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The Obama administration on Thursday approved a proposal to give up its oversight of the core technical functions of the internet, setting the stage for a transition to a global multistakeholder group.
For several decades, the Commerce Department, through a contract with the Internet Corporation for Assigned Names and Numbers, has overseen the internet’s technical architecture, including the all-important Domain Name System, which routes web addresses like google.com to the servers hosting those websites. Facing international pressure, the government in March 2014 announced a plan to end that contract.
The National Telecommunications and Information Administration, the Commerce Department agency that maintains the ICANN contract and reviewed the organization’s plan, said Thursday that it was satisfied that the proposal preserved open-internet principles and maintained the internet’s “security, stability, and resiliency.”
The transition will take two forms: rearranging control over the internet functions themselves and creating new accountability mechanisms to prevent governments from improperly influencing their management.
“Today’s announcement marks an important milestone in the U.S. government’s 18-year effort to privatize the Internet’s domain name system,” Commerce Secretary Penny Pritzker said in a statement.
“The plan developed by the community will strengthen the multistakeholder approach that has helped the Internet to grow and thrive, while maintaining the stability, security, and openness that users across the globe depend on today,” Lawrence Strickling, the assistant secretary of commerce for communications and information and administrator of the NTIA, said in a statement.
After the transition, the NTIA will no longer be responsible for approving changes to the DNS root zone file, the master directory of websites that maps their common web addresses (google.com) to the IP addresses of their servers (220.127.116.11). Instead, the five regional internet registries will communicate directly with a subsidiary branch of ICANN charged with managing DNS and other internet functions.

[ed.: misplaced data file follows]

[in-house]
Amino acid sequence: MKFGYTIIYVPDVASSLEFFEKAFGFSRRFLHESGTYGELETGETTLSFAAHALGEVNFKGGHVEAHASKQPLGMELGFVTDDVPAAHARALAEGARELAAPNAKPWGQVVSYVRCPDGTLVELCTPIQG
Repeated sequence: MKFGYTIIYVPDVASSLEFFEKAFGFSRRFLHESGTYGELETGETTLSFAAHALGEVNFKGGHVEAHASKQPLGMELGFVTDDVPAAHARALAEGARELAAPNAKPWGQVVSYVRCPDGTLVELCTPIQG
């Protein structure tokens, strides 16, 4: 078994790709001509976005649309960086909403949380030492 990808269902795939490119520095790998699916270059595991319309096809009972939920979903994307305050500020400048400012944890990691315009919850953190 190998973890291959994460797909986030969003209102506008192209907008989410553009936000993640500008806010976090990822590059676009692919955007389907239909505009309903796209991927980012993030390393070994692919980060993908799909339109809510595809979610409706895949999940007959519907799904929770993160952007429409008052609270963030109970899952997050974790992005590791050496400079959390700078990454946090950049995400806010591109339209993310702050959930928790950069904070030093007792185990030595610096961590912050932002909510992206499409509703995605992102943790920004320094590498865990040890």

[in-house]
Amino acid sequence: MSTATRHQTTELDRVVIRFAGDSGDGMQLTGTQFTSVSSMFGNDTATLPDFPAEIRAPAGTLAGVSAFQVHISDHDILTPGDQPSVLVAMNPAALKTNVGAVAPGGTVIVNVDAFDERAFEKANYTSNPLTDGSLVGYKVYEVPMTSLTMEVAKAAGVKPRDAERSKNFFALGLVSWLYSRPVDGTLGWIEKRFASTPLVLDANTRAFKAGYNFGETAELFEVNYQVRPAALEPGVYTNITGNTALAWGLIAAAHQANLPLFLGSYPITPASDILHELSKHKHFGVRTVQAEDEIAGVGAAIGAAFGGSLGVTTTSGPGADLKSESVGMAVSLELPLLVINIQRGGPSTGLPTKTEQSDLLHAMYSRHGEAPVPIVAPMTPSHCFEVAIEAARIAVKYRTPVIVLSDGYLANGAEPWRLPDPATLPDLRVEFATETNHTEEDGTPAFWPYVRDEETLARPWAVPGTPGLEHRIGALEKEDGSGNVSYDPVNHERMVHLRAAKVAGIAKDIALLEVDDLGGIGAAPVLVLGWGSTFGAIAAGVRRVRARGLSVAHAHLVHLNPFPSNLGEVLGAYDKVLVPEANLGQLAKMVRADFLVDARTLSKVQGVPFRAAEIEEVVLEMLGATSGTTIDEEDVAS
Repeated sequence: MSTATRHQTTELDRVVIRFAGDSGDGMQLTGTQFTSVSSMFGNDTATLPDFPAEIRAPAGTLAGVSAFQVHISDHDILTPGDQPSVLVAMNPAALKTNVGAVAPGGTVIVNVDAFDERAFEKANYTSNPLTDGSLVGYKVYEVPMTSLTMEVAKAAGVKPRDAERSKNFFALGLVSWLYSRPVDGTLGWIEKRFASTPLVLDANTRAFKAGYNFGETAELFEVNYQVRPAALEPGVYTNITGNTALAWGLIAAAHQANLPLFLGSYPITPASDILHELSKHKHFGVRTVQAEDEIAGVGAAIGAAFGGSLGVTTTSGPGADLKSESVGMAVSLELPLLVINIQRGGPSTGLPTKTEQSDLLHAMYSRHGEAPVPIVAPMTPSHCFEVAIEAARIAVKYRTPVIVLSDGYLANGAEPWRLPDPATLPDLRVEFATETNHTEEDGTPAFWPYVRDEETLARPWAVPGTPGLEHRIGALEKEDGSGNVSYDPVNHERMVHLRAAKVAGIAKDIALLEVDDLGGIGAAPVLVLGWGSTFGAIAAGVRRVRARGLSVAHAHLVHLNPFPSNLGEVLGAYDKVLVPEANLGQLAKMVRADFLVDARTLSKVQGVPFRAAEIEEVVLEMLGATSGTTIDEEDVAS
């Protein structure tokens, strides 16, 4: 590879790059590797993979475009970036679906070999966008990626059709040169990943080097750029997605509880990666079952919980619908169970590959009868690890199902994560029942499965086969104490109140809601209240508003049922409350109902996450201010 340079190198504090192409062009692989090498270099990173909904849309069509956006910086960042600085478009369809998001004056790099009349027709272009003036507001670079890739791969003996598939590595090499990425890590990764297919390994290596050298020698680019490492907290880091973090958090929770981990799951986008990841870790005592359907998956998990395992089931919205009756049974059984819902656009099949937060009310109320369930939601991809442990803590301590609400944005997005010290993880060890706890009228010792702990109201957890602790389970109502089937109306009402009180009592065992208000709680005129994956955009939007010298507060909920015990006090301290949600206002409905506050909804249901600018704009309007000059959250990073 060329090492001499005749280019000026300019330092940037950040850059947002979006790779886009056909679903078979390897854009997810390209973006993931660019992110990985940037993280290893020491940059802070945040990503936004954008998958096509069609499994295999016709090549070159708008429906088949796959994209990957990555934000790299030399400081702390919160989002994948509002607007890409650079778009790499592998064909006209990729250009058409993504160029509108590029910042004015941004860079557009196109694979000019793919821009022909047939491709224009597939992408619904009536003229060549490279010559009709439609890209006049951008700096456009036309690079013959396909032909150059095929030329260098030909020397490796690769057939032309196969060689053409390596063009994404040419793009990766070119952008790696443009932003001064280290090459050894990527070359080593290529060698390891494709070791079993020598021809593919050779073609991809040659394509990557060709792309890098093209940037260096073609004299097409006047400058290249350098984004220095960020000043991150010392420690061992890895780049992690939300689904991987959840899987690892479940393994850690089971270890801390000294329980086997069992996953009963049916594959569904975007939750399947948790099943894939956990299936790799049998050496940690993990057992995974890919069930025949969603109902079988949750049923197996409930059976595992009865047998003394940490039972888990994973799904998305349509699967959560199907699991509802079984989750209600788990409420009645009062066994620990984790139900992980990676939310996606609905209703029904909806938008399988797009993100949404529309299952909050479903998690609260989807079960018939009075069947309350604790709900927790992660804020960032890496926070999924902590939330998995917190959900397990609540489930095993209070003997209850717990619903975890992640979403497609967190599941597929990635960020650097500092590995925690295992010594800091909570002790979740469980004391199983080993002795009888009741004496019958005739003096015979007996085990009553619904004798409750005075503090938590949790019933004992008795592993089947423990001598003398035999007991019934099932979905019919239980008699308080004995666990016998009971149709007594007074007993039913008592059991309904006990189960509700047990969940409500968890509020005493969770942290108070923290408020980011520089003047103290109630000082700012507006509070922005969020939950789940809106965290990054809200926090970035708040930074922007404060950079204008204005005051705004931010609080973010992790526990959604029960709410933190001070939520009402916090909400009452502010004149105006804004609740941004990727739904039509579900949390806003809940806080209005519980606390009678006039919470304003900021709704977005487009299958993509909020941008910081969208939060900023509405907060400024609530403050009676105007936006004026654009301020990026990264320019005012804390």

In addition to following review recommendations from the Government Accountability Office, the Commerce Department sought feedback from experts in corporate governance, who “concluded that the proposal renders the prospects for takeover by a single government, group of governments, or one or more economic actors to be extremely remote.”
Conservative groups and Republican lawmakers are not likely to be satisfied by this finding. They have spent months blasting the Obama administration for considering the transition, which they say will endanger internet freedom. Texas Sen. Ted Cruz has introduced a bill to block the transition. (Cruz’s office did not respond to a request for comment on the NTIA announcement.)
But the move is popular with the international community and with Silicon Valley. The Internet Association and several other web groups applauded the move Thursday and warned Congress not to interfere. “Our organizations agree that the proposals to transition ICANN from U.S. government stewardship to a bottom-up, multistakeholder model satisfy NTIA principles and provide the internet with the best path forward for self governance,” the groups said in a statement. “It is important that Congress not artificially slow down the transition beyond the September 30 expiration of the current IANA contract.”
The government’s current contract with ICANN expires on Sept. 30. The Commerce Department has given ICANN until Aug. 12 to estimate whether the groundwork for a transition can be laid before that deadline.
Eric Geller is a politics reporter who focuses on cybersecurity, surveillance, encryption, and privacy. A former staff writer at the Daily Dot, Geller joined Politico in June 2016, where he's focused on policymaking at the White House, the Justice Department, the State Department, and the Commerce Department.